China is a country where commemorations matter, not only sentimentally but also politically. Two important anniversaries in 2019 have given Beijing’s Communist leadership reason to worry. First and foremost was the centennial of the May Fourth Movement. Thousands of Chinese students assembled on May 4, 1919, in Beijing’s renowned Tiananmen Square to demonstrate against the Versailles Treaty that had ended World War I that same year. Though the Republic of China had been one of the victorious allies, it did not gain the full restoration of sovereignty which had been its main war aim. The Chinese were especially affronted that Germany’s holdings in China were transferred to Japan, not returned to China itself. The resultant protests inaugurated a period of intellectual and political ferment that came to encompass more than foreign relations.

The dominant vocabulary of the movement was Anglo-American. Many of the leaders were American-educated, and many others had been influenced by lectures at Peking University by the philosophers John Dewey and Bertrand Russell. In less than a generation, by the mid-1940s, Anglo-American influence would become conspicuous in the councils of the Republic of China. The upper reaches of President Chiang Kai-shek’s ministries were dominated by Ivy League graduates.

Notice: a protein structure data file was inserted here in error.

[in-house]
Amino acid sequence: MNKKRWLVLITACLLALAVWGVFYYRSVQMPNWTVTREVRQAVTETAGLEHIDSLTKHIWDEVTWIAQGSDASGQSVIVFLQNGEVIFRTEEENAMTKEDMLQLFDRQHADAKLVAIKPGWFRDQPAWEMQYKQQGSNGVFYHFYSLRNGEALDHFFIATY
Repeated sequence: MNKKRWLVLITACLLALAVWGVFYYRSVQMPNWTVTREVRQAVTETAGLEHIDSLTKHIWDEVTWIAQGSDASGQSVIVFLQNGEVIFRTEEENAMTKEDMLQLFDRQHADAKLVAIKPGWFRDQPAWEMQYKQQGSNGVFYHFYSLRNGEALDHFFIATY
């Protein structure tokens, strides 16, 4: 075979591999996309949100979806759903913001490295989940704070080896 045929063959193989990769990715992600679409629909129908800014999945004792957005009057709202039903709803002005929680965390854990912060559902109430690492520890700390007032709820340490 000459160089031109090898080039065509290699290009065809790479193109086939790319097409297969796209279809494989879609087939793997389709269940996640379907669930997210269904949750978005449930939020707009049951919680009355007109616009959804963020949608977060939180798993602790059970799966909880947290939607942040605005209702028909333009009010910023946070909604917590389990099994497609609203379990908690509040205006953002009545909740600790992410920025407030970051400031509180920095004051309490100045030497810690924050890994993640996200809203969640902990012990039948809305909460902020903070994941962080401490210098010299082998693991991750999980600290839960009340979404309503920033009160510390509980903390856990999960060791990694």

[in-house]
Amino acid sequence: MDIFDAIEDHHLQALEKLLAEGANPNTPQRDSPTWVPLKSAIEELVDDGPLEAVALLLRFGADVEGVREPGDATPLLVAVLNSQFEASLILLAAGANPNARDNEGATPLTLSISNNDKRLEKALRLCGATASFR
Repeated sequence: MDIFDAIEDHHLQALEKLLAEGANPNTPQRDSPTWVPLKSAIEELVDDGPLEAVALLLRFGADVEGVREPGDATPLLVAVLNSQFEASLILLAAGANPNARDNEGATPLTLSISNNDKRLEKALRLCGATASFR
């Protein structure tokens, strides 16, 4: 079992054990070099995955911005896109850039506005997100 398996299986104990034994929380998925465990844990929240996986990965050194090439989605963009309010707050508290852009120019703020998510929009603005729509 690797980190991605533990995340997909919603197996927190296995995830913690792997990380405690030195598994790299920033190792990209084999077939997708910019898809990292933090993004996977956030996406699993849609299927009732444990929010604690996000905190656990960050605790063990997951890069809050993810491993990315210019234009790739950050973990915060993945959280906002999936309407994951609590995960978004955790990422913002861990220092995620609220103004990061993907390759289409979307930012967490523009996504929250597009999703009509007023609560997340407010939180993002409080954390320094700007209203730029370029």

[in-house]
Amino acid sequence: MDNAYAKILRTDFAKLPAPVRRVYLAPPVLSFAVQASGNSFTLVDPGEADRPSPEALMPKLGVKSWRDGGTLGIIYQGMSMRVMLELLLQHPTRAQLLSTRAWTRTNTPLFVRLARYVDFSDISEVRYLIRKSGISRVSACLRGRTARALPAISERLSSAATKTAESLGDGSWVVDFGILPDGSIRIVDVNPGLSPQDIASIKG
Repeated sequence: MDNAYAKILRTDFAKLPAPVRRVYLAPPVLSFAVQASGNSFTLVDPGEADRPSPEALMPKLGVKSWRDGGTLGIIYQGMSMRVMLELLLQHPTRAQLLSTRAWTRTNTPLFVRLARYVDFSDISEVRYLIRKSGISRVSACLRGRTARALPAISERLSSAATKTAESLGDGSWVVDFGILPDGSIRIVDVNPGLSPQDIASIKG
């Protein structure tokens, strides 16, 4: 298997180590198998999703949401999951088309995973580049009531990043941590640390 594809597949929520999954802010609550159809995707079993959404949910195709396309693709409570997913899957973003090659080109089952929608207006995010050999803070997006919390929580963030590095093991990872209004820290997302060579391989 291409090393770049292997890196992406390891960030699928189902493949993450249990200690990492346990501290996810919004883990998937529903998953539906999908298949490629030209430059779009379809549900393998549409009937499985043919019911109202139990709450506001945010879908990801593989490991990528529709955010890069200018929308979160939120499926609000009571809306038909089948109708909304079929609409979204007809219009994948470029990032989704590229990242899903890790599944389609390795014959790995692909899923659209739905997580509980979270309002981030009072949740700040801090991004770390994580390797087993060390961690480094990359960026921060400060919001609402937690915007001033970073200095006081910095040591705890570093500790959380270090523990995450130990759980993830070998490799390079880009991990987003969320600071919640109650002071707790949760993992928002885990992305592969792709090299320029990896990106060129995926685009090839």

The dissidents in 1919 personified their political demands as “Mr. Democracy” and “Mr. Science.” To this day, Mr. Democracy has remained a powerful presence in Chinese political life in the face of extraordinary violence. May 4, 1919, fell in the midst of the “warlord” era (1916-28), when rival strongmen fought for territorial dominance over a divided China. The warlords were racketeers, typically more interested in local infighting than world affairs. But they did sometimes engage in full-scale wars when prompted, and in July 1937 Japan initiated one. The Sino-Japanese engagement was among the most ferocious conflicts of World War II. When it ended, the Chinese Civil War which had been raging between the Republic of China and the Communist Party of China resumed, killing millions more. In 1950, the newly victorious Communist government, the People’s Republic of China, sent its forces into Tibet and bloodily suppressed an armed resistance. Turkic peoples in the far northwest met the same fate. The new regime then turned against the Chinese people themselves in a violent top-down effort to hasten industrialization. This “Great Leap Forward” claimed tens of millions of lives throughout the late 1950s. In the 1960s the “Great Proletarian Cultural Revolution,” a merciless push to suppress anti-Maoist dissent, spread still more death and destruction.